The primary outcome measure is the total score on the Quality of Recovery 40 (QoR-40 ) questionnaire on the morning of postoperative day 3. The QoR-40 is a validated composite endpoint that can be used to evaluate analgesic modalities for postoperative pain control . The main secondary outcome measures include the QoR-40 scores on postoperative days 1–2, the patient’s perception of postoperative pain management on days 1–3 (International Pain Outcomes (IPO) questionnaire), the need for escape pain medication on days 1–3, additional opioid consumption on days 1–3, technical complications, analgesia related side-effects, need for inotropic and vasopressive medication, length of stay on a monitored unit and in the hospital, postoperative complications, quality of life at 3 and 6 months after surgery, pain at 3 and 6 months after surgery (VAS score), and cost-effectiveness.
All data will be collected and stored in Castor EDC (https://www.castoredc.com) and the coordinating investigators will oversee the overall data collection process. Castor EDC generates a subject number for each patient and securely stores all entered research data in a pseudonymized fashion. A code file that links subjects numbers to individual patients will be securely stored in each center, and will only be accessible to authorized study staff. Collected baseline data (age, gender, body mass index, comorbidities), treatment details (neoadjuvant therapy, surgical techniques, postoperative complications, mortality), and data regarding blood pressure (i.e. vasopressor and inotropic use, fluid administration, weight) will be prospectively entered in a case report form with built-in validation checks. Patient-reported outcome measures (PROMs) will be collected during the postoperative hospitalization by asking patients to complete the QoR-40 and IPO questionnaires on postoperative days 1, 2, and 3. Furthermore, Quality of life questionnaires (EORTC QLQ-C30 and QLQ-OG25) will be sent to patients before surgery, at 3 months follow-up, and at 6 months follow-up after esophagectomy. Pain scores (VAS) at 3 and 6 months after esophagectomy will be collected and registered during the patients’ regular outpatient follow-up visits. The timeline of the study procedures is summarized in Fig. 2.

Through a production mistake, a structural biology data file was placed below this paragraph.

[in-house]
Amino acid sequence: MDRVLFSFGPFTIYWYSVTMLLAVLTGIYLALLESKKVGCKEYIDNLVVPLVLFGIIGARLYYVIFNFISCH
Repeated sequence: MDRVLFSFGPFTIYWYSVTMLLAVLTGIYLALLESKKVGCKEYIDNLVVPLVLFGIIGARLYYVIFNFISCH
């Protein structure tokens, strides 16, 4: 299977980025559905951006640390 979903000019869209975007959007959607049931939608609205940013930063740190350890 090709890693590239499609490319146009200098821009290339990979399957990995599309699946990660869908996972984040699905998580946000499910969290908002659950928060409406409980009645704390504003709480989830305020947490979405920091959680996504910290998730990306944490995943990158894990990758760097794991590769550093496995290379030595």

Data collection and management are centrally monitored in all centers. The independent monitor of the study will visit each participating center at the start of inclusion, after 1 year of inclusion, and at the end of inclusion. All paravertebral procedures performed during the study will be recorded and stored for quality control. Serious adverse events related to the study procedures will be reported to the sponsor of the study without any undue delay.
The QoR-40 questionnaire was used as the primary outcome measure to calculate a sample size based on superiority of paravertebral analgesia when compared to epidural analgesia . Backward and forward translations of the QoR-40 were validated by the study consortium to ensure the accuracy of the Dutch version. Based on previous literature, a QoR-40 score of 182 points with a standard deviation of 14 on postoperative day 3 is expected in the control group . A difference of 6 points on the QoR-40 was assumed to indicate a minimally clinically relevant difference based on literature . Hence, a total sample size of 172 patients is required (86 patients per group) to detect this difference with a statistical power of 80% and a significance level of (alpha) P < 0.05. Anticipating a 10% loss to follow up, 192 patients will be included. Only patients who withdraw before surgery will be replaced by new subjects.
The difference in primary outcome between the two groups will be compared using an independent t-test based on the intention-to-treat principle. The primary outcome will be analyzed with a general linear model for continuous outcomes. In the analysis, the preoperative (baseline) QoR-40 measurement, age, and comorbidities will be included as potential confounders. Validity of the model (normality, homoscedasticity) will be assessed by means of residue analysis. A per-protocol analysis will additionally be performed in the same manner. Analyses of the secondary outcomes are performed depending on data type and distribution. Chi-square tests will be performed for categorical data. The t-test or Mann-Whitney U test will be used to compare continuous outcomes with a normal or non-normal distribution, respectively.
The study has started on December 3rd 2019. The first 24 months will be used for patient inclusion. After finishing patient inclusion, there will be 6 months of follow-up and an additional 6 months of data analysis.
Thoracic epidural analgesia has long been the gold standard for pain management following esophagectomy. However, paravertebral analgesia is increasingly suggested as a good alternative for patients undergoing MIE, as the catheter can be placed under direct thoracoscopic vision possibly reduces the incidence of hypotensive events. Furthermore, by avoiding epidural catheterization and its potentially severe neurological complications, paravertebral analgesia may be safer. However, the currently available studies mainly included patients undergoing other thoracic surgical procedures and high-quality prospective studies investigating paravertebral analgesia for esophageal cancer surgery are lacking. Therefore, the PEPMEN study aims to compare paravertebral analgesia versus epidural analgesia in patients undergoing MIE by means of a prospective multicenter randomized controlled trial.